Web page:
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GZA / Killah Priest / Raz Fresco Commodore Ballroom, Vancouver BC, January 20

GZA / Killah Priest / Raz Fresco Commodore Ballroom, Vancouver BC, January 20
Photo: Bailey Morgan
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GZA's sophomore album, Liquid Swords, is not only one of the best solo Wu-Tang Clan releases, it's a hip-hop classic on its own. This year it turns 25, and "The Genius" GZA has 家居建材市场BHI创新低 木门企业联合才能求生存 which included a stop at the Commodore Ballroom on Monday night.
 
Doing the opening honours for the hip-hop veteran was "The Young God" Raz Fresco, a Toronto-born rapper who's clocked a decade in the game himself. In that time, he's racked up notable collaborations Mac Miller, French Montana, Tyga, Wale and B.o.B.
 
Monday marked Fresco's BC debut, and he made a memorable impression. Flow wasn't his strong suit, but he made up for it with high energy in both his music and his crowd work; overflowing with confidence, he never came off as desperate. He also impressed with his ability to jump from turn-up standouts like "Marvellous Right Wrist" and "Cold Wave" to one track whose beat twinkled like it could have lifted off into scrambled heights like "Sweet Love for Planet Earth" by Fuck Buttons.
 
Extended Wu fam members Killah Priest and DJ Symphony kicked the warm-up into another level with several tributes and shoutouts to the core Wu-Tang members. He commanded fans to put their phone lights high in the air in memory of Ol' Dirty Bastard during "Black August (Daylight)." Later, he performed a snippet of the ODB's all-time classic, "Shimmy Shimmy Ya," in another tribute to the late Wu original. Priest also unleashed Wu-Tang tracks, including "America," and brought out a local artist, giving her a moment to shine with an impressive vocal performance.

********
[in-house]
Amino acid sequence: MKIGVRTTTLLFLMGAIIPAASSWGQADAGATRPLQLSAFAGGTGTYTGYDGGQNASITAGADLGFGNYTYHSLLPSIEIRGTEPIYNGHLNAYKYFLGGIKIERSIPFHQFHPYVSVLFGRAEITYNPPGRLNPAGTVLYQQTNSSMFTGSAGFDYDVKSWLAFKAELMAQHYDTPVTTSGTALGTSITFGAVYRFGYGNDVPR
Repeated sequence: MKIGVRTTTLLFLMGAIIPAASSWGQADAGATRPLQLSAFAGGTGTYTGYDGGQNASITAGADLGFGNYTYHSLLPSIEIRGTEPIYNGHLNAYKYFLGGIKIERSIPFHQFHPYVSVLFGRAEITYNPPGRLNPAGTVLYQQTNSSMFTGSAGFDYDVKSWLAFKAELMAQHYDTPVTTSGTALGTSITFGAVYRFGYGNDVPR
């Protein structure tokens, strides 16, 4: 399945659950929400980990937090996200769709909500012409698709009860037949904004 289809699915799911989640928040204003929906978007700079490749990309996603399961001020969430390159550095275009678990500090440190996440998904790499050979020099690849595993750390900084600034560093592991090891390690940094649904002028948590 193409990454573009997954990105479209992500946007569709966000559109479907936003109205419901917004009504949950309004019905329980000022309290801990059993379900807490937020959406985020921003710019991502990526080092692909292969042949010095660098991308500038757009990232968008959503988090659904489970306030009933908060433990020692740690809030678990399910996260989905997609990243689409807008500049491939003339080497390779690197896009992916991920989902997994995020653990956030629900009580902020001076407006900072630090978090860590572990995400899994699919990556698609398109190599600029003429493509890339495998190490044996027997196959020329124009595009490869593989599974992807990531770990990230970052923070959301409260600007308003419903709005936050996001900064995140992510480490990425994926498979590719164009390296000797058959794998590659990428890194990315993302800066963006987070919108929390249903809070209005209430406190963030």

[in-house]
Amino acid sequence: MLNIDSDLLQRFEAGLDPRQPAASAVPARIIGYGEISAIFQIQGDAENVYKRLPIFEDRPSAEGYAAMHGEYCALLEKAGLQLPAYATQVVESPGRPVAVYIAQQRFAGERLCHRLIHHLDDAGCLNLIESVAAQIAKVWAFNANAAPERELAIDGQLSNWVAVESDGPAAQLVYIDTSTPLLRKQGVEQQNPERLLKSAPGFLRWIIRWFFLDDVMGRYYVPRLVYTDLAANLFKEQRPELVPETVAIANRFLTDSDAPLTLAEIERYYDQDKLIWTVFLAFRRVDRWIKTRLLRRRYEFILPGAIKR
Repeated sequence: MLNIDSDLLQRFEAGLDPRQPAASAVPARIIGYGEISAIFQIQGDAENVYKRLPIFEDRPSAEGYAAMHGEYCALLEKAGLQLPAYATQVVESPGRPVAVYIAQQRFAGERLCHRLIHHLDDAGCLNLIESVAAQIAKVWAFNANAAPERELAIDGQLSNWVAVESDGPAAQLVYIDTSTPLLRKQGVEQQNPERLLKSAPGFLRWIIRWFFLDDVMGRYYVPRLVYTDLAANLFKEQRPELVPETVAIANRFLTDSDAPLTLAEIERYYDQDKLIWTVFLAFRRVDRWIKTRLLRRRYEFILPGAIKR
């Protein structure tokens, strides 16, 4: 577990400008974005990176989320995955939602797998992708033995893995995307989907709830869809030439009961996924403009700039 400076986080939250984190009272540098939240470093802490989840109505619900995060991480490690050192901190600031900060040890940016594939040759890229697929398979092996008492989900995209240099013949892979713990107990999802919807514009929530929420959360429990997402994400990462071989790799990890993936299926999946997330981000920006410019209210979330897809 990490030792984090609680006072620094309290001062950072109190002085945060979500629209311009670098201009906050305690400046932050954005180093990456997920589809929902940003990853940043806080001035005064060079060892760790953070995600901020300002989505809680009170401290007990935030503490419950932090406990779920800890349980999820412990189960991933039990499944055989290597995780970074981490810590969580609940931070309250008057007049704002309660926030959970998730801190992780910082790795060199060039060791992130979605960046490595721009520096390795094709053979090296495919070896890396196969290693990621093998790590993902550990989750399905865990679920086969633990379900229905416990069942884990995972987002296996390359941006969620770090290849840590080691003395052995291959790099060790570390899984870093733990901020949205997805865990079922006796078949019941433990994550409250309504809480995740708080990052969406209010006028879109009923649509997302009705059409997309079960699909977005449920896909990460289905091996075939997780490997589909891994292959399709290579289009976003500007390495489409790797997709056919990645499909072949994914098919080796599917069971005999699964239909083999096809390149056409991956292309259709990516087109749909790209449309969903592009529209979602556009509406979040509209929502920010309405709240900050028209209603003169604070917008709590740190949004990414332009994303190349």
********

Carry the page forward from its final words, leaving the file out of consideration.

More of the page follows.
After a brief changeover, the man Killah Priest called his mentor and big brother, GZA, made his grand entrance.
 
The master wordsmith of the Wu hacked and slashed his way through most of Liquid Swords, starting with "Duel of the Iron Mic," "Living in the World Today," "Gold," and "Cold War." From there on, GZA plugged away at Wu-Tang classics from Enter the Wu-Tang (36 Chambers) and Wu-Tang Forever. If GZA was mildly reserved for much of his Liquid Swords set, except for "4th Chamber" and "Swordsman," he became alight for firebomb classics "Clan in da Front," "Older Gods," "Wu-Tang Clan Ain't Nuthing ta F' Wit" and "Crash Your Crew." The roof popped off for a full rendition of "Shimmy Shimmy Ya." Here, the bass was cranked to clothes-rippling volume; the beats were palpable inside one's chest. "Shimmy Shimmy Ya" careened straight into another rousing favourite, "Protect Ya Neck."
 
GZA also dipped into his other solo material now and remained fired up for the scratch-happy "Mic Trippin" relentless "0% Finance." He also dug out two songs from Grandmasters (his collaborative album with DJ Muggs), "Illusory Protection" and "General Principles."
 
After "Reunited," a fan presented GZA with a copy of his debut album, Words From the Genius. "Real hardcore fan right here. Lemme sign this," an impressed GZA offered. An onstage signing and selfie session ensued, which most fans took as a cue to head home. They ended up missing "Triumph" and "Liquid Swords," but they witnessed enough to satisfy any hardcore Wu fan.
 
 
 
 
 
 
 
 
 
 
 
 
 
 
 
 

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